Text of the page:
Getting maximum energy out of biomass
Researchers at the Paul Scherrer Institute PSI have started up the operation of a revolutionary pilot plant for the production of synthetic biogas. The HydroPilot project aims to produce methane in natural gas quality from wet biomass such as liquid manure, sewage sludge, or algae – much more efficiently than conventional biogas plants.
Biomass is loaded with energy. According to the Swiss Federal Institute for Forest, Snow and Landscape Research (WSL), the amount of biomass that accumulates in Switzerland every year could offer around 97 petajoules of usable primary energy. That is almost nine percent of Switzerland's annual primary energy consumption. But although the energy from biomass is renewable and climate-friendly, it remains largely unused. Only 53 petajoules, about half of this potential supply, are currently extracted through incineration or gasification, with the rest ending up in the garbage.
This is due not least to the fact that biomass comes mostly in wet forms, as liquid manure, sewage sludge, biowaste, or leftovers. Unlike dry wood or harvest residues, these cannot simply be burned in order to use the resulting heat. Aqueous organic waste has to be dried in a laborious manner beforehand. It's hardly worth it. Methane, which is the main component of natural gas, can also be obtained from biomass. However, the way conventional biogas plants work is comparatively inefficient. At best, they gain only around 30 percent of the net energy that is in the biomass.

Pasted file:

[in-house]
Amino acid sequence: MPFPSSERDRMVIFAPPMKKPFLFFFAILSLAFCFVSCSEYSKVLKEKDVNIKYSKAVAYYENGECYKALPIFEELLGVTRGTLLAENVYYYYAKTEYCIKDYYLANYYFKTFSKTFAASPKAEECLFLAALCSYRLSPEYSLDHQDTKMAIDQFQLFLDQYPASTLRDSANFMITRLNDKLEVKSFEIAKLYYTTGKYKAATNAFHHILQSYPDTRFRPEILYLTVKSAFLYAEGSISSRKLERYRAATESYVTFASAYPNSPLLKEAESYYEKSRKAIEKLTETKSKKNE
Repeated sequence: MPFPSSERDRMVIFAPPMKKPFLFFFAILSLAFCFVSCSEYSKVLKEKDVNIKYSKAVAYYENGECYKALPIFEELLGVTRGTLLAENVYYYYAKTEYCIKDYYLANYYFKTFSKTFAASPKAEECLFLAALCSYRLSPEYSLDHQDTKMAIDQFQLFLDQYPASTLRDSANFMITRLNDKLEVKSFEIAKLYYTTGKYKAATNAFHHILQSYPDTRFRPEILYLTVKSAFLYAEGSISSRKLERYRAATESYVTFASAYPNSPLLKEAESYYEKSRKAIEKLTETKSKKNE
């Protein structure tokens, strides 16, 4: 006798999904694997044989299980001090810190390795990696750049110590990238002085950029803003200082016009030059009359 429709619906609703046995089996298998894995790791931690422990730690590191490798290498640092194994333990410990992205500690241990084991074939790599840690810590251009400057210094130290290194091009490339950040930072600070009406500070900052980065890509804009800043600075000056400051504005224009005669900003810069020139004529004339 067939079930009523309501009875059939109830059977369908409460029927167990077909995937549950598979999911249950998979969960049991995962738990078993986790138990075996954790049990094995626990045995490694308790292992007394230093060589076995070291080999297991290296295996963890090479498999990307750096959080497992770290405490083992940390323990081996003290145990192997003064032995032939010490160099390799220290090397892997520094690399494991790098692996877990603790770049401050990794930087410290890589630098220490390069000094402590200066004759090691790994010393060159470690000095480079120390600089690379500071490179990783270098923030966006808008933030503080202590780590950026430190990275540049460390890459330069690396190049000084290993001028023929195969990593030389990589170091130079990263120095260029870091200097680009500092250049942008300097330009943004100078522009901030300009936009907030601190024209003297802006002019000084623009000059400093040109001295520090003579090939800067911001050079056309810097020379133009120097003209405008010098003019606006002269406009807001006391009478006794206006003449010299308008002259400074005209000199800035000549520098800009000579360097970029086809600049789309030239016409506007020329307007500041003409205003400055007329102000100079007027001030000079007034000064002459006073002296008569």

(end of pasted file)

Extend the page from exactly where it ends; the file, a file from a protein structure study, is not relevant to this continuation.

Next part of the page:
Now at the Paul Scherrer Institute PSI, a newly developed system is going into operation that was able, in its first test runs, to utilise 60 to 75 percent of the energy contained in wet biomass – more than doubling the yield. This increase in efficiency is the result of a lengthy development process. Researchers at PSI have been working for the past 20 years to lay the groundwork for the new technology. Six years ago, with a small laboratory system called Konti-C, they demonstrated that it is possible to process one kilogram of biomass per hour with this technology. Since then, they have designed a larger pilot system that can handle 100 kilograms per hour. This is scheduled to start working in March 2021.
From pilot plant to industrial operation